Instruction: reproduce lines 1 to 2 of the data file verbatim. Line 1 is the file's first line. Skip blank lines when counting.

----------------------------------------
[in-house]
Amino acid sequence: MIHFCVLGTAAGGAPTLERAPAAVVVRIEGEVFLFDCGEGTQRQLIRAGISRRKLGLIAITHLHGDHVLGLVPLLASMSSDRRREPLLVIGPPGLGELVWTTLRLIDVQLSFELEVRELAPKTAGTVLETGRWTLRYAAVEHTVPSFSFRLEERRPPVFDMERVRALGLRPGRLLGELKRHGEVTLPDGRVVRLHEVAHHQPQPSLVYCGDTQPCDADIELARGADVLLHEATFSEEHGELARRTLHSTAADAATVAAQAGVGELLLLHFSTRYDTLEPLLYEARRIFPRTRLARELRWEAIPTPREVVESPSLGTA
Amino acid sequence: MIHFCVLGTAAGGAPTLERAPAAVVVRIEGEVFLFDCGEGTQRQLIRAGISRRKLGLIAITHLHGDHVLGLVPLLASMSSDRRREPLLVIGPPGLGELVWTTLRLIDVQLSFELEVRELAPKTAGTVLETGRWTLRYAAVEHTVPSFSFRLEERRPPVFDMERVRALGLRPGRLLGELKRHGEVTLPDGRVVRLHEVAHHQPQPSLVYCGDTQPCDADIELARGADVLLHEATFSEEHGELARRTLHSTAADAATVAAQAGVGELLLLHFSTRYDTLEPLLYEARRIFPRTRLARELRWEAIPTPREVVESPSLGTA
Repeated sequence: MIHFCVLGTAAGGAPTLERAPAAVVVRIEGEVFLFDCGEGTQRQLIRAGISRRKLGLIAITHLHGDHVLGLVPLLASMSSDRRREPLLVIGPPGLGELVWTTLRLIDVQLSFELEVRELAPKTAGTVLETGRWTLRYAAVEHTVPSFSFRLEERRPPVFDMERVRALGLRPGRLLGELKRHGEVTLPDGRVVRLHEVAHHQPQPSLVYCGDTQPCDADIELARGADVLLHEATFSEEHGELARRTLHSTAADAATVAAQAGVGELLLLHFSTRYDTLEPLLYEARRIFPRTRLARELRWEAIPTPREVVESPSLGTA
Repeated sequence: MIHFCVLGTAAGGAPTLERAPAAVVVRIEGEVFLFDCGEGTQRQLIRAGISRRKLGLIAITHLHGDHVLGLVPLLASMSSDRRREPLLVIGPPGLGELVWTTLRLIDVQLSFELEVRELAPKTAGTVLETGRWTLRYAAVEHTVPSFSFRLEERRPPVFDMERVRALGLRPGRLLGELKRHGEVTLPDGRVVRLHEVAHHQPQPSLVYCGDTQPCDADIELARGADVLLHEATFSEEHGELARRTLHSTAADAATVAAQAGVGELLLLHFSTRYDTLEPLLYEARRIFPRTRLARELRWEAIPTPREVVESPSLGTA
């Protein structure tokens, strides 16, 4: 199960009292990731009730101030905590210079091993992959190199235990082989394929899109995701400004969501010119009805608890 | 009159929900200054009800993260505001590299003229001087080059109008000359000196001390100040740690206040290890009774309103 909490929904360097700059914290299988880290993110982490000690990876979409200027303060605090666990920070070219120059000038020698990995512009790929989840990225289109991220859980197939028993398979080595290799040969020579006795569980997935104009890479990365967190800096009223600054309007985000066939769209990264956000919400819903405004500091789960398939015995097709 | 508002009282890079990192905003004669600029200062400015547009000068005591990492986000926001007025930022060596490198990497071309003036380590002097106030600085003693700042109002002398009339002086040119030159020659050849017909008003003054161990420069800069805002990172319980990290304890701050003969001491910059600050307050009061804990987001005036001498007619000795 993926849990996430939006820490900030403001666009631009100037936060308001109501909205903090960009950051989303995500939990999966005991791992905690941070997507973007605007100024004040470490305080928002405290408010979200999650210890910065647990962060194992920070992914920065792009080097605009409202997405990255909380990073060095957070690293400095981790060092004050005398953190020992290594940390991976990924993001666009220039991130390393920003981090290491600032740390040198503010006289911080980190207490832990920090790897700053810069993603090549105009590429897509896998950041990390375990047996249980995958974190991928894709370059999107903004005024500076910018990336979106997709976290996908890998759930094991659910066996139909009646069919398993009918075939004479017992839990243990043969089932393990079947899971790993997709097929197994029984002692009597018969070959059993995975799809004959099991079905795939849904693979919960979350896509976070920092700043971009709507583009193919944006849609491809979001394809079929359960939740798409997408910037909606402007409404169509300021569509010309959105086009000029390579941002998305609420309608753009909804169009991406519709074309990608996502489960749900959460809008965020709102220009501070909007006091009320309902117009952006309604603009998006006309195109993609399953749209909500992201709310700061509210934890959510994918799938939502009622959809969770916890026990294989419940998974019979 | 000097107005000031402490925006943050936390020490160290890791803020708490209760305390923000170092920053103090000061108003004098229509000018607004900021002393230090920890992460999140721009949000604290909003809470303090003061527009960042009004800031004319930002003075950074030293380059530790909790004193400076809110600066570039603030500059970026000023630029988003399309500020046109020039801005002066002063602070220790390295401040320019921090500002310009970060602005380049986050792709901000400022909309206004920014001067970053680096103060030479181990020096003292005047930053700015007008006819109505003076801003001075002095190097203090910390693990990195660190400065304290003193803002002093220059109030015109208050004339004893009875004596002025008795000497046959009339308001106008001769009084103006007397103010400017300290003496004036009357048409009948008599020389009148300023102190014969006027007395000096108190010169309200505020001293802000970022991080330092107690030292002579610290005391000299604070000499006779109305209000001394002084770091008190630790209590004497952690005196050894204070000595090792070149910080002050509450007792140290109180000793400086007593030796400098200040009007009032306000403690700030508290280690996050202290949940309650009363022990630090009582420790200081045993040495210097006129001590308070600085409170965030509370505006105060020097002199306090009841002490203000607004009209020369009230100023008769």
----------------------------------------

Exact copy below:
[in-house]
Amino acid sequence: MIHFCVLGTAAGGAPTLERAPAAVVVRIEGEVFLFDCGEGTQRQLIRAGISRRKLGLIAITHLHGDHVLGLVPLLASMSSDRRREPLLVIGPPGLGELVWTTLRLIDVQLSFELEVRELAPKTAGTVLETGRWTLRYAAVEHTVPSFSFRLEERRPPVFDMERVRALGLRPGRLLGELKRHGEVTLPDGRVVRLHEVAHHQPQPSLVYCGDTQPCDADIELARGADVLLHEATFSEEHGELARRTLHSTAADAATVAAQAGVGELLLLHFSTRYDTLEPLLYEARRIFPRTRLARELRWEAIPTPREVVESPSLGTA